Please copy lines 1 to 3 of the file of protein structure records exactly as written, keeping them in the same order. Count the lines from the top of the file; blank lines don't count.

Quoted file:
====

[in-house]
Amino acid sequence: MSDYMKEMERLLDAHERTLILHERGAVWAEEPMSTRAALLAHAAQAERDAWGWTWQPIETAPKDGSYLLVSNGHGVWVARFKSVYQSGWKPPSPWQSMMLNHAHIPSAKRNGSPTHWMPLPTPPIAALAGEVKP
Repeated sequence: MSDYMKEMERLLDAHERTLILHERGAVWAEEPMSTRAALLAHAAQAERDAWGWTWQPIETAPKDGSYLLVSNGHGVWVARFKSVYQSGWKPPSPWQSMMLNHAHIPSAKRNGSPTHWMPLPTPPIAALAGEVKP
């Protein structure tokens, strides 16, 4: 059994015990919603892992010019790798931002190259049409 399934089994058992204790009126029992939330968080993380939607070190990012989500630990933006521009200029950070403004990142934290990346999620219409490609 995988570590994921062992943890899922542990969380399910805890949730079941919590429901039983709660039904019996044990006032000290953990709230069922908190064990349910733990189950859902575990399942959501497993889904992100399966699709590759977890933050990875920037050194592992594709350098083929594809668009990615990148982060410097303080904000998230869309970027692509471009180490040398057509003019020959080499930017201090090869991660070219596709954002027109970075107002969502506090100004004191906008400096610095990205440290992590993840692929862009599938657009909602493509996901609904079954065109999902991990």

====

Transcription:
[in-house]
Amino acid sequence: MSDYMKEMERLLDAHERTLILHERGAVWAEEPMSTRAALLAHAAQAERDAWGWTWQPIETAPKDGSYLLVSNGHGVWVARFKSVYQSGWKPPSPWQSMMLNHAHIPSAKRNGSPTHWMPLPTPPIAALAGEVKP
Repeated sequence: MSDYMKEMERLLDAHERTLILHERGAVWAEEPMSTRAALLAHAAQAERDAWGWTWQPIETAPKDGSYLLVSNGHGVWVARFKSVYQSGWKPPSPWQSMMLNHAHIPSAKRNGSPTHWMPLPTPPIAALAGEVKP